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Chapter 3: Writing Mechanics Help
Chapter 12: Teaching Writing
Chapter 23: Teaching Reading
College English Composition: Help and Review
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What is Diction in Writing?

In written works, diction refers to a writer’s word choices. Diction in writing is all about how a writer uses specific words in order to affect how a reader feels about something or how they imagine the scene the author is trying to set. This connection between how a word makes a person feel and how they connect it to other words is called connotation. Diction and tone also go hand in hand, as word choice can greatly impact the overall tone of a work, which illustrates the author’s feelings or attitude toward a topic. When thinking about how to improve diction, it is important to consider how to use diction in order to convey tone, point-of-view, and images to the reader. One of the best examples of diction in English literature is Their Eyes Were Watching God by Zora Neale Hurston, as her colloquial diction shows the reader exactly how the characters sound and demonstrates the main character’s background. Another great example is the poem ”This Is Just to Say” by William Carlos Williams, as the descriptive and deliberate vocabulary helps the poet to emphasize the themes of temptation.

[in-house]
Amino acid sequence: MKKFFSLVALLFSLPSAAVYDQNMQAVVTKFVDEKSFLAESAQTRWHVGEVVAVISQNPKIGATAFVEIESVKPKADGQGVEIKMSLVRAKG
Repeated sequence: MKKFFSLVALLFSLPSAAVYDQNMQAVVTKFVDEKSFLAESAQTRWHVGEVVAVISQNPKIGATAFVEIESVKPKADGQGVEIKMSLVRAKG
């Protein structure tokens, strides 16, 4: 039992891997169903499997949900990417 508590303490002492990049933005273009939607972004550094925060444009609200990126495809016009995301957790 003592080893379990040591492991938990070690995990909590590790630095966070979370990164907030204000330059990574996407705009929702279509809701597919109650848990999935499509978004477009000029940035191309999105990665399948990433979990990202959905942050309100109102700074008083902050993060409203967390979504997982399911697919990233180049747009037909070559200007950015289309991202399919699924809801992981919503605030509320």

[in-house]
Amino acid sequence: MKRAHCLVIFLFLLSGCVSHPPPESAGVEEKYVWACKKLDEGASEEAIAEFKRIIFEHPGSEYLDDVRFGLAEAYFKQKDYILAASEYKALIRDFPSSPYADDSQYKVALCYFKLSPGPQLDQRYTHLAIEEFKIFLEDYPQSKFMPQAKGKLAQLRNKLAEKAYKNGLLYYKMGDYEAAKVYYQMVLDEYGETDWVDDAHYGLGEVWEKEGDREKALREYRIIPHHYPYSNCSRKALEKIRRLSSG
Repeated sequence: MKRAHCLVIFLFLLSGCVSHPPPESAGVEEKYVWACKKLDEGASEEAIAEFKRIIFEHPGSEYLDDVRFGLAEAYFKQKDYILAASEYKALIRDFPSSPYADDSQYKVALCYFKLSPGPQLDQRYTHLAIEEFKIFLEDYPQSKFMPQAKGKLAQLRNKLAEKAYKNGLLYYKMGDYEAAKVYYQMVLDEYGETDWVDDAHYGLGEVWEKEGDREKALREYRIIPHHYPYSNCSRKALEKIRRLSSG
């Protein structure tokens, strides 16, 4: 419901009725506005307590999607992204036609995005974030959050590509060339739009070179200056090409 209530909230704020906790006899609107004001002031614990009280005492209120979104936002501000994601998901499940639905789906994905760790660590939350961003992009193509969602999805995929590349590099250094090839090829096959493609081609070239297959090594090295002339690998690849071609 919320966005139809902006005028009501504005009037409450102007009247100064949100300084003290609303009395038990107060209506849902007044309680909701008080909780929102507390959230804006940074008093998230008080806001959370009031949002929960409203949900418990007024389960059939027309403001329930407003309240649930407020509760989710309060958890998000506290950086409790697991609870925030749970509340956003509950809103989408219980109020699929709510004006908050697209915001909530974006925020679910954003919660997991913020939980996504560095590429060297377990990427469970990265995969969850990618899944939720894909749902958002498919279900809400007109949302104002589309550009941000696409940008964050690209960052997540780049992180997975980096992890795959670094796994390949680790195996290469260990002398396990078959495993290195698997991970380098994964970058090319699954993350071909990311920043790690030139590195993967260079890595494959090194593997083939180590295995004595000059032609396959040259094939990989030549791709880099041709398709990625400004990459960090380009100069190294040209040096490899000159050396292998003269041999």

Basic Types of Diction

There are a few basic types of diction in writing that can be useful to consider when thinking about how to improve diction.